New York state assemblyman
Edward Braunstein has proposed legislation to combat the growing problem
of “revenge porn,” or the non-consensual disclosure of sexually
explicit images. All too often, after a consensual sexual relationship ends, a bitter
ex-husband or ex-boyfriend lashes out by posting sexually explicit images
of his former lover on the internet. (Note: It is not illegal for websites
to host these photos, as sites are not generally responsible for the content
posted by non-employed users, though a number of attorneys have attempted
to sue them on behalf of their clients. See Section 230 of the Communications
Decency Act, at 47 USC §230[c]). The proposed bill, the text of which
is below, would make it a class A misdemeanor punishable by up to one
year in jail to disclose sexually explicit images when the victim had
a reasonable expectation that they would not be shared outside of the
S T A T E O F N E W Y O R K
2013-2014 Regular Sessions
I N A S S E M B L Y
October 24, 2013
Introduced by M. of A. BRAUNSTEIN, BRINDISI, PAULIN, SCHIMEL, McDONOUGH,
DUPREY, MONTESANO — Multi-Sponsored by — M. of A. CROUCH,
WEISENBERG — read once and referred to the Committee on Codes
AN ACT to amend the penal law, in relation to establishing the crime of
non-consensual disclosure of sexually explicit images
THE PEOPLE OF THE STATE OF NEW YORK, REPRESENTED IN SENATE AND ASSEM-
BLY, DO ENACT AS FOLLOWS:
1 Section 1. The penal law is amended by adding a new section 250.70 to
2 read as follows:
3 S 250.70 NON-CONSENSUAL DISCLOSURE OF SEXUALLY EXPLICIT IMAGES.
4 A PERSON IS GUILTY OF NON-CONSENSUAL DISCLOSURE OF SEXUALLY EXPLICIT
5 IMAGES WHEN HE OR SHE INTENTIONALLY AND KNOWINGLY DISCLOSES A PHOTO-
6 GRAPH, FILM, VIDEOTAPE, RECORDING, OR ANY OTHER REPRODUCTION OF THE
7 IMAGE OF ANOTHER PERSON WHOSE INTIMATE PARTS ARE EXPOSED OR WHO IS
8 ENGAGED IN AN ACT OF SEXUAL CONTACT WITHOUT SUCH PERSON’S CONSENT, AND
9 UNDER CIRCUMSTANCES IN WHICH THE PERSON HAS A REASONABLE EXPECTATION OF
10 PRIVACY. A PERSON WHO HAS CONSENTED TO THE CAPTURE OR POSSESSION OF AN
11 IMAGE WITHIN THE CONTEXT OF A PRIVATE OR CONFIDENTIAL RELATIONSHIP
12 RETAINS A REASONABLE EXPECTATION OF PRIVACY WITH REGARD TO DISCLOSURE
13 BEYOND THAT RELATIONSHIP.
14 1. FOR THE PURPOSES OF THIS SECTION:
15 (A) “DISCLOSE” MEANS TO SELL, MANUFACTURE, GIVE, PROVIDE,
16 MAIL, DELIVER, TRANSFER, PUBLISH, DISTRIBUTE, CIRCULATE, DISCLOSE, PRES-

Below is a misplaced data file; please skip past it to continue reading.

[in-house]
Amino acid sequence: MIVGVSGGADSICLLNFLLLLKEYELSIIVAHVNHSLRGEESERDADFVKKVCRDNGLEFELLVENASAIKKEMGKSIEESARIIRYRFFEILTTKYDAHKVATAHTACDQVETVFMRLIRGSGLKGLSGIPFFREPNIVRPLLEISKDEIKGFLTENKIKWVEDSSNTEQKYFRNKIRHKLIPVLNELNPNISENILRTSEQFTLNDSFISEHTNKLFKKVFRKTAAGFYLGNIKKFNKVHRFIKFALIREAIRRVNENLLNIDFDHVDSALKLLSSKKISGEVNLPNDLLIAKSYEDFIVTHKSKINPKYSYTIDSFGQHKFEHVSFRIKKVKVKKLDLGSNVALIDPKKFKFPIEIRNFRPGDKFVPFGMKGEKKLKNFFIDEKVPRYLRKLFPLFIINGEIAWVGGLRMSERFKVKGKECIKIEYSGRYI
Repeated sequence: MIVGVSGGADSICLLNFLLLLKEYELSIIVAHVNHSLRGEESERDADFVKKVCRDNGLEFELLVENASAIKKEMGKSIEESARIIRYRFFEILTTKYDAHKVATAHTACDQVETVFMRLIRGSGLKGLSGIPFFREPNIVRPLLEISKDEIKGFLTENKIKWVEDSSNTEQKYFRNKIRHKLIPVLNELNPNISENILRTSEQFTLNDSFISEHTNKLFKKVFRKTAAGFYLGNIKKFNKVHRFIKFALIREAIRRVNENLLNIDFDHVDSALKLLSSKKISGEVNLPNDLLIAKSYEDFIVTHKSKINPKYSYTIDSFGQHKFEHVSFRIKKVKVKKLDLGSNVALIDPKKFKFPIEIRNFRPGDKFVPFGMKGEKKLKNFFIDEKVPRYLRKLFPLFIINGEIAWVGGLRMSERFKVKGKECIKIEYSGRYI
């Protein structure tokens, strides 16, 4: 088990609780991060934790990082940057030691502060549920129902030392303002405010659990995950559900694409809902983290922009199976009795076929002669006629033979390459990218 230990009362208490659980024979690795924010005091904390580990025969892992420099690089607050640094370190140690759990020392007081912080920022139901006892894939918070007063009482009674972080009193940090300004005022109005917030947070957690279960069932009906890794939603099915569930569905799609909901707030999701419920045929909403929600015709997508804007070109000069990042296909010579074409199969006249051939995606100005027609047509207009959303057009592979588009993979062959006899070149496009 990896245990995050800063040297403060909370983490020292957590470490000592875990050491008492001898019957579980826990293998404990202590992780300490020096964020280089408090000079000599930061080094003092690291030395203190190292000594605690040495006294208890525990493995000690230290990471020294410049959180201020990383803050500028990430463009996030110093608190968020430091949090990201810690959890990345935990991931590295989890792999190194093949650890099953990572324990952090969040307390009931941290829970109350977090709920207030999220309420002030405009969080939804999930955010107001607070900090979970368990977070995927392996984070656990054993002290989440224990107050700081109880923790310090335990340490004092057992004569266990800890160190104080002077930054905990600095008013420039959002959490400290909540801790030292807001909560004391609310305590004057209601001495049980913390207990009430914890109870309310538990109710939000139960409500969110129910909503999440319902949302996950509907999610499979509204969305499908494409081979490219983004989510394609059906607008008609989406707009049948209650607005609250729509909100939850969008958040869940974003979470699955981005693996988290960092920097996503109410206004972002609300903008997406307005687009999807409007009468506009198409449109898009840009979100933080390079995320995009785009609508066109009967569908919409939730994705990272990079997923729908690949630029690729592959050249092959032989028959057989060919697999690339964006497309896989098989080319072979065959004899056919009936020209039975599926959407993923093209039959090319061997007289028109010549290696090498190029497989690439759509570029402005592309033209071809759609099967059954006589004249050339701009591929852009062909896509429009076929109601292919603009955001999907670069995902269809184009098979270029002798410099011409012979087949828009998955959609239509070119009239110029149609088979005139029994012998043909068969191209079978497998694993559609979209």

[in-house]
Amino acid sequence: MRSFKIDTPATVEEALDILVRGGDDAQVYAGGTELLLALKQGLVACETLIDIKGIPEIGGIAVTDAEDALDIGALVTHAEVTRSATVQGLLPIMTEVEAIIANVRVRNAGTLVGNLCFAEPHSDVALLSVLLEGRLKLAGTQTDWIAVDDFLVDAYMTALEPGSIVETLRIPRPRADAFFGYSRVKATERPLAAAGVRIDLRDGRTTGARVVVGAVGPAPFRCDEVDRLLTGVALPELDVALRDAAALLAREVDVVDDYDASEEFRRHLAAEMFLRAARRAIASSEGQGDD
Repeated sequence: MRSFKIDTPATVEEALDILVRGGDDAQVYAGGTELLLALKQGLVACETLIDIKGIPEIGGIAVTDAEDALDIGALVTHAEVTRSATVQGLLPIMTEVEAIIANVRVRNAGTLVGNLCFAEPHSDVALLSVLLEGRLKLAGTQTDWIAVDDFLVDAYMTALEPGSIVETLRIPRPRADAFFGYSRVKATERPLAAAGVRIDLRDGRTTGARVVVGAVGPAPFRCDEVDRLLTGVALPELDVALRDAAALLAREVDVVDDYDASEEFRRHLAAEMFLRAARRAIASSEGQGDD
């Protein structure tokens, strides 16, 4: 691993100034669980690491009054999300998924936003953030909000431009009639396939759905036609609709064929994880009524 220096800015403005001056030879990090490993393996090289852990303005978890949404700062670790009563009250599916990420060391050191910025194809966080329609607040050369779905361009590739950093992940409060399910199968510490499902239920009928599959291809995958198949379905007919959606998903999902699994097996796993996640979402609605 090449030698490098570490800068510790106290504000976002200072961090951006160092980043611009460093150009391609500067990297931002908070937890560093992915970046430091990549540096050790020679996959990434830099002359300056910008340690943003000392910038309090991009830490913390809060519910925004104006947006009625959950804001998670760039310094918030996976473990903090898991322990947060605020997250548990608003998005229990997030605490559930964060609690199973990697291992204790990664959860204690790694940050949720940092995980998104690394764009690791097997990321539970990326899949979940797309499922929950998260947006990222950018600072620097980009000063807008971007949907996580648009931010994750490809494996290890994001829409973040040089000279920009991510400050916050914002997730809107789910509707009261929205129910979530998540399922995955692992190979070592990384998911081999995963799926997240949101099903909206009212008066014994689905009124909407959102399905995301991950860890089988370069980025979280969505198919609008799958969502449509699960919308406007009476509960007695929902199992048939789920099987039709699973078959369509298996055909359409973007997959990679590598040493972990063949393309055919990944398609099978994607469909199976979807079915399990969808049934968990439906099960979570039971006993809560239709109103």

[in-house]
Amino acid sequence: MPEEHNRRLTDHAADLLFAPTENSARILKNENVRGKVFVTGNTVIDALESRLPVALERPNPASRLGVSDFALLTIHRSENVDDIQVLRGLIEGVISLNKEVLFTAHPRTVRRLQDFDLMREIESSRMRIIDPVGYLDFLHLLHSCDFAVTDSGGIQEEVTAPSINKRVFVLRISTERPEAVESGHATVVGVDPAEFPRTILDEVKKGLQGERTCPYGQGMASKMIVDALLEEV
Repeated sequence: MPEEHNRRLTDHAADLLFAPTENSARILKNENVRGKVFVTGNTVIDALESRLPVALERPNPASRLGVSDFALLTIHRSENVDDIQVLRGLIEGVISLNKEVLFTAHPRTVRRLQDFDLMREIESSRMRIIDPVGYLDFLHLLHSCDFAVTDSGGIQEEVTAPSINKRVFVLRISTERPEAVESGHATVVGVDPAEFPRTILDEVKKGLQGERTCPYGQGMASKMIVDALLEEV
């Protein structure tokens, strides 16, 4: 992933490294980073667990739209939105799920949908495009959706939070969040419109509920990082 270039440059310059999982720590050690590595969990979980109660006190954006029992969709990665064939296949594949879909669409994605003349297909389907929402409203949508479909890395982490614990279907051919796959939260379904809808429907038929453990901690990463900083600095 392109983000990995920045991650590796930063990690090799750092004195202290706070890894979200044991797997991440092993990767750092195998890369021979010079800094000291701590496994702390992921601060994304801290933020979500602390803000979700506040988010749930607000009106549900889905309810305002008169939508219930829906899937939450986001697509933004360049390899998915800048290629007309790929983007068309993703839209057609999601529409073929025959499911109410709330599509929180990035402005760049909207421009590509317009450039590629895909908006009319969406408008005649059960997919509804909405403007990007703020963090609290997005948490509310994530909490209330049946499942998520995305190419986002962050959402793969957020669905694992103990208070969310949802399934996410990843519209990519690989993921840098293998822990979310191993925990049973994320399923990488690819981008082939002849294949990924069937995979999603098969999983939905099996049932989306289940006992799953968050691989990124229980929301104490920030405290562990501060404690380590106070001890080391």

17 ENT, EXHIBIT, ADVERTISE OR OFFER.
18 (B) “INTIMATE PARTS” MEANS THE NAKED GENITALS, PUBIC AREA, BUTTOCKS,
19 OR FEMALE ADULT NIPPLE OF THE PERSON.
20 (C) “SEXUAL CONTACT” MEANS SEXUAL INTERCOURSE, INCLUDING
21 TAL, ORAL-GENITAL, ANAL-GENITAL, OR ORAL-ANAL, WHETHER BETWEEN PERSONS
22 OF THE SAME OR OPPOSITE SEX.
23 2. THIS SECTION SHALL NOT APPLY TO:
1 (A) LAWFUL AND COMMON PRACTICES OF LAW ENFORCEMENT, CRIMINAL REPORT-
2 ING, OR LEGAL PROCEEDINGS; OR
3 (B) SITUATIONS INVOLVING VOLUNTARY EXPOSURE IN PUBLIC OR COMMERCIAL
5 3. NOTWITHSTANDING THE PROVISIONS OF SUBDIVISION ONE OF SECTION 80.05
6 OF THIS CHAPTER, THE COURT MAY IMPOSE A FINE NOT TO EXCEED THIRTY THOU-
7 SAND DOLLARS.
8 NON-CONSENSUAL DISCLOSURE OF SEXUALLY EXPLICIT IMAGES IS A CLASS A
10 S 2. This act shall take effect on the first of November next succeed-
11 ing the date on which it shall have become a law.
EXPLANATION–Matter in ITALICS (underscored) is new; matter in brackets
[ ] is old law to be omitted.
A. 8214 2
The bill is commendable and New York needs some sort of statue to protect
victims. We have some questions about this legislation, however. First,
it is unclear whether a person convicted of this crime would be forced
to register as a sex offender. We think that such a designation could
be unduly harsh in a situation in which, for example, a boyfriend discovers
that his girlfriend is cheating on him and posts these pictures in a fit
of rage. Also, it would be questionable as to whether such a person convicted
of a crime would need to be registered and monitored as a sex offender
for twenty-five years (the minimum registration duration as a low-level
Level 1 offender), since there may not be any scientifically valid basis
to believe that such a person is at a higher risk of re-offending or committing
some other sex crime.
Of course, there are legitimate concerns about the First Amendment being
violated by this proposed criminal statute. Certainly, it is legal for
a person to say terrible things about a person on a blog or website, so
why should it be illegal to post photos?
We suggest that this legislation would be more sensible if it provided
a civil court remedy for victims by creating a tort for the violation
of this criminal statute (and thereby violating the victim’s privacy
and/or dignity) and by creating a specific statute of limitation for pursuing
these lawsuits that starts running when the disclosure of the images is
discovered by the victim. (It would be akin to
New York’s CPLR 213-c civil statute of limitation that applies to
victims of certain sex crimes, or it would be an amendment of that statute). New Jersey’s statute
relating to “revenge porn” does provide a civil remedy –
New York should offer the same protections to victims. Some victims might
not be able to pursue a claim at civil law, as attorneys can be expensive
and would be necessary, and some perpetrators are so broke as to be “judgment
proof,” but the option should be made available, as we think it
could certainly be an effective deterrent for some people seriously considering
posting sexually explicit images of their exes.
If you or a loved one have been a victim of “revenge porn”
or the non-consensual disclosure of sexually explicit images, you should
seriously consider contacting an experienced
victim’s lawyer and former sex crimes prosecutor.
non-consensual disclosure of sexually explicit images,
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